WRITTEN BY CHRISS W. STREET
Syria’s top Muslim cleric, Dr. Mohammed Saeed Ramadan al-Bouti, and at least 15 other people were killed today when a suicide bomber attacked them while praying inside the al-Eman Mosque in Damascus. Dr. Al-Bouti was a friend of Christians, who the Koran refers to as ‘‘ People of the Book’’, and opposed the radical Saudi Arabian form of Sunni Islam that preaches Jihad as a military requirement that all Muslims must participate in to force conversion of all non-believers.
Dr. al-Bouti, and at least 15 other people were killed today when a suicide bomber attacked al-Eman Mosque in Damascus. The Syrian rebels justified their attack as eliminating one of the most senior pro-regime Sunni clerics in Syria. But Dr. al-Bouti was rated 23rd in most influential Muslims of 2009 and was the author of forty books on science, religion, literature, philosophy and sociology. He spoke fluent English, Turkish and Kurdish and was internationally respected as head of the Department of Beliefs and Religions in Damascus and a Fellow of the High Council of the University of Oxford.
Muhammad Said Ramadan al-Bouti was a writer who was known for research methodology and personal humility. As a representative of the Muslim Traditional School of the Middle East, he was strongly opposed to the fundamentalists of Saudi Arabia, which he referred to as the most dangerous innovation threatening Sharia Law. In one of his books, he accused the Salafist for manipulating the modern term “jihad” to serve their personal interests and desires for power. His books and essays analyzed the foundations of Islamic Civilization and their relationship to the modern world.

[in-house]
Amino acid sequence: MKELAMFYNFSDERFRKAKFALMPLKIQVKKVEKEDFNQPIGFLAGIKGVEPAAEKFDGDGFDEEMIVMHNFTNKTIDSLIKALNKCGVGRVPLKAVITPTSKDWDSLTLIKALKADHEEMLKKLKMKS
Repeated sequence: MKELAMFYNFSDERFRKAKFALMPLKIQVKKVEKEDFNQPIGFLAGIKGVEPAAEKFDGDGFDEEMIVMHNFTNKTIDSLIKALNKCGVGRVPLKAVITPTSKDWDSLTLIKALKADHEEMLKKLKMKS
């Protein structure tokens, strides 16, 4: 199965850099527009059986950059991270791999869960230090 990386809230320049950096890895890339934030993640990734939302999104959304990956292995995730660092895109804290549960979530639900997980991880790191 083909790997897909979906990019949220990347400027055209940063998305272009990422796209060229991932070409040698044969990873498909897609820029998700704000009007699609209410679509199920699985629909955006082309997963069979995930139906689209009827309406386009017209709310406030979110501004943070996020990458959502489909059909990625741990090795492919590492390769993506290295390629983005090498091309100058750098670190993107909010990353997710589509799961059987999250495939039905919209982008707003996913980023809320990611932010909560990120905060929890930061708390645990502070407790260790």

In June 2010, he remarked regarding Islam and good relationships with Christians:
“Jihad means to its exact meaning, the struggle for the cause of God and the establishment of an Islamic society, the fight is itself an aspect of this struggle, it aims to establish an Islamic nation authentic. regard to its stages: the Jihad, as we have seen, was early the Islamic era, a call to Islam involving the need to resist difficulties and hardships by peaceful means. At a next step, Islam gave the legitimate struggle of all those that prevent the establishment of an Islamic society, especially atheists, idolaters and polytheists because of their possible integration Islam. As people of the book [Muslim term for Christians], they can coexist with Muslims as long as they comply with the laws that govern Muslim society and join the Islamic nation by paying the government a tribe, the equivalent of Zakat [tax for the poor] imposed on Muslims.”
On June 2011, Dr. al-Bouti published a fatwa forbidding military killing civilians on both sides of the Syrian Civil War. But the most recent estimate by the United Nation’s Observer estimates 70,000 have died in the conflict and another 30,000 are missing. Approximately 40,570 killed were civilians and 29,435 dead were armed combatants from the Syrian Army and rebel forces. According to the UN, about 1.2 million Syrians are displaced within the country and over a million have fled to neighboring countries.
International organizations have accused both government and opposition forces of severe human rights violations and earlier this week there were reports that the rebel forces had used poison gas to attack a Syrian Army position. But the murder of Dr. Mohammed Saeed Ramadan al-Bouti inside an unarmed place of worship is a crime against humanity. Archbishop Luka al-Khouri, the General Vicar of the Orthodox Christian Patriarchate of Antioch and all the East said that the late scholar Dr. al-Bouti will remain the word of right that we have learned from.
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